Translation of 新しい元号「令和」について (Regarding the Name of the New Imperial Era, “Reiwa”)

This is an amateur (practice) translation of an official communication from the office of the Japanese Prime Minister commenting upon the origin of the name of the new imperial era, “Reiwa.” The source text is given in 新しい元号「令和」について.

Regarding the Name of the New Imperial Era, “Reiwa”
Heisei Era, Thirty-First Year, Fourth Month, First Day

Informal dialogue from the office of the Prime Minister

Today, a cabinet order was finalized, deciding upon the name of the new imperial era.

The name of the new imperial era is “Reiwa.”

これは、万葉集にある「初春(しょしゅん)の令月(れいげつ)にして 気(き)淑(よ)く風(かぜ)和(やわら)ぎ 梅(うめ)は鏡前(きょうぜん)の粉(こ)を披(ひら)き 蘭(らん)は珮後(はいご)の香(こう)を薫(かおら)す」との文言から引用したものであります。そして、この「令和」には、人々が美しく心を寄せ合う中で、文化が生まれ育つ、という意味が込められております。
This name is taken from a quote from the Man’yōshū, “In the auspicious months of early spring, the air is pleasant and the wind is gentle, plum blossoms unfold their beauty before a mirror, and the fragrance of orchids lingers in their wake.” The name “Reiwa” therefore refers to the birth and blossoming of culture from people’s beautiful hearts drawing closer to each other.

While the Man’yōshū is Japan’s oldest collection of poetry, having been compiled over one thousand and two hundred years ago, the poems contained within are not limited to those written by the emperor, imperial family, or nobles, but also include compositions from a broad range of people, including ordinary soldiers and farmers. It is a piece of national literature which represents the richness of the culture of the Japanese people and our long history of traditions.

A history that reaches back eternally, a graceful and refined culture, and bountiful nature which changes with each of the four seasons: we will resolutely pass down these elements of the national character of Japan to the next era. Much like the splendid blooming of the plum blossoms, which herald the coming of spring after the harsh chill of winter, every single Japanese person is capable of blossoming the flowers of their own lives while embracing their hopes and ambitions for the next day. The choice of the name “Reiwa” also encompasses an earnest desire for the existence of such a Japan. In the midst of peaceful days, where we nourish the growth of our culture and cherish the beauty of the nature that surrounds us, we will embrace the gratitude within our hearts and, together with all the people of the Japanese nation, together open up a new era brimming with hopes and ambitions. Upon the occasion of the finalization of the name of the new imperial era, we once again renew these resolutions for our future.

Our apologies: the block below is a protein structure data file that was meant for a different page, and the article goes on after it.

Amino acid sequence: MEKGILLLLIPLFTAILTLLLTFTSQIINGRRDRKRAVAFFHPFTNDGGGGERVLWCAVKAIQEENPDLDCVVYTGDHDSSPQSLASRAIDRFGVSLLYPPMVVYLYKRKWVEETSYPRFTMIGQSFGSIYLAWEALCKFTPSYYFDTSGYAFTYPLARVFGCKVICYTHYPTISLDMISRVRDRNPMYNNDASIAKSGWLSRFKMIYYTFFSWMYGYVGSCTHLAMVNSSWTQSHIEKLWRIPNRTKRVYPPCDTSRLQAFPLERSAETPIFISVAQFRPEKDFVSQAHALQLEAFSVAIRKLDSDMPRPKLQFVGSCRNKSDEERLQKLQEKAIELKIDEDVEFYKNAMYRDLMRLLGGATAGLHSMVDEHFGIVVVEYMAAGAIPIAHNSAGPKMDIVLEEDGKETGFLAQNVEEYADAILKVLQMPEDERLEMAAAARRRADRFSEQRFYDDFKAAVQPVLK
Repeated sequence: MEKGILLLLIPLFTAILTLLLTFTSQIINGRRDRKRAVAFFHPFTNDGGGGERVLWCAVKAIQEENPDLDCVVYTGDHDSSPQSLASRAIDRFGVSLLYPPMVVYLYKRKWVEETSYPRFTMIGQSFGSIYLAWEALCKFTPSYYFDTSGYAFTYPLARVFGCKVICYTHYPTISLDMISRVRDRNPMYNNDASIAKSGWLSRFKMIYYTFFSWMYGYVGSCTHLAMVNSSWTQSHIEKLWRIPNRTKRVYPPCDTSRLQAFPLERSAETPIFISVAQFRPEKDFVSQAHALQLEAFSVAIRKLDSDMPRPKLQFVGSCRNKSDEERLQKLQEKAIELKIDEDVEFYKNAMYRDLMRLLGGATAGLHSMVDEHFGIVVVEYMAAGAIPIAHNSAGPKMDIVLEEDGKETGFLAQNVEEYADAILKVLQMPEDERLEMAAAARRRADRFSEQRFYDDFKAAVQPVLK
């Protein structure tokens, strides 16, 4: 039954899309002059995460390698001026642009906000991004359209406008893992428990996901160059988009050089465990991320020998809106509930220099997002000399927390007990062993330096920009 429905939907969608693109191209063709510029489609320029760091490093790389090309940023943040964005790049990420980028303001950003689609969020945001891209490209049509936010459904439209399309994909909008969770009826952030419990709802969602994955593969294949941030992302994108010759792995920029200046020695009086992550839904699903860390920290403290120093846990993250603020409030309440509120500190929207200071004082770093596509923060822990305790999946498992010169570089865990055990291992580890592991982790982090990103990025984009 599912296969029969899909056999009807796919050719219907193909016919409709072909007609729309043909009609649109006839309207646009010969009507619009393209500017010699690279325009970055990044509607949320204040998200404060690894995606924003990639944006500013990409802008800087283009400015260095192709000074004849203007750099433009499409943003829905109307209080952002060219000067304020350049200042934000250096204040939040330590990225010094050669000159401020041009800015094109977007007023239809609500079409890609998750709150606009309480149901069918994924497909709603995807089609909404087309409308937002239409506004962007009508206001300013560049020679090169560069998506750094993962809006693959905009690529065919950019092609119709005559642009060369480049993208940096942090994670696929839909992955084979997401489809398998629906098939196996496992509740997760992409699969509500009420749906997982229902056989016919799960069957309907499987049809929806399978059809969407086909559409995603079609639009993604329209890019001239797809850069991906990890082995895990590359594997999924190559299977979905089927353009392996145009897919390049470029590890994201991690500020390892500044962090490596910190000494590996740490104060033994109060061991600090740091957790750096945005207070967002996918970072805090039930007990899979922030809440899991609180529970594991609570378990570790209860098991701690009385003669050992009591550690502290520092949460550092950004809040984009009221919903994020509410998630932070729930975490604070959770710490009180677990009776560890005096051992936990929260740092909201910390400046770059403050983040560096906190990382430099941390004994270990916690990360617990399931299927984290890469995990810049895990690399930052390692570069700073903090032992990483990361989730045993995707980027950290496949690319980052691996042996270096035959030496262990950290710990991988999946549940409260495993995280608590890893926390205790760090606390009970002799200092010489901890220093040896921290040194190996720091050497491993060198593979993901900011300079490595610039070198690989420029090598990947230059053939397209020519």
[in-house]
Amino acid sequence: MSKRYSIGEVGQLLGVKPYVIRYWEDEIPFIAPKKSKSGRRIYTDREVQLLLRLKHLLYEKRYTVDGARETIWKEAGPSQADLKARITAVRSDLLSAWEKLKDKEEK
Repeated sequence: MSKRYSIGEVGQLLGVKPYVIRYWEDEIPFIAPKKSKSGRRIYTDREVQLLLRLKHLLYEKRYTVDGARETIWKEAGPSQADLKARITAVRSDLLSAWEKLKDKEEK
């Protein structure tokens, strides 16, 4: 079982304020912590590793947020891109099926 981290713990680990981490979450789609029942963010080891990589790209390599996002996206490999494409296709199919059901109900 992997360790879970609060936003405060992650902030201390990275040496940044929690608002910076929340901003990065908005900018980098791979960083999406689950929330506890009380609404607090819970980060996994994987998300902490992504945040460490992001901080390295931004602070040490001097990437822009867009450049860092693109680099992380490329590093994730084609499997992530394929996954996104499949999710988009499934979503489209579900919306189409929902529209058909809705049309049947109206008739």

On the first day of May, the Imperial Prince will ascend to the throne, and thereafter the name of the new imperial era will go into effect. We humbly ask for the understanding and cooperation of all the people of Japan. The government will carry out preparations of the utmost thoroughness to ensure the success of the great historic inheritance of the imperial throne, which has not happened in nearly two hundred years,1 such that the people of the nation may all celebrate together.


The name of the imperial era has been woven into the long history of our nation, which spans nearly one thousand and four hundred years, alongside the storied traditions of the imperial family and a deep wish for the safety of the Japanese nation and the prosperity of the Japanese people. It has become part of the Japanese soul and gives the Japanese people a sense of spiritual unity. From the bottom of our hearts, we hope that this name of the new imperial era, too, will be adopted by the citizens of our expansive nation and take root deep within the daily life of the Japanese people.

1 Although the previous imperial succession in Japan occurred in the 20th century, when Emperor Akihito ascended the throne in January 1989, following the death of his father Emperor Hirohito, this passage refers to the fact that the previous imperial succession that occurred without any disruption (i.e. as a result of orderly abdication, rather than through untimely death) was nearly two hundred years ago, in 1817, when Emperor Ninko succeeded Emperor Kōkaku.

May 12th, 2023 | Posted in Japanese

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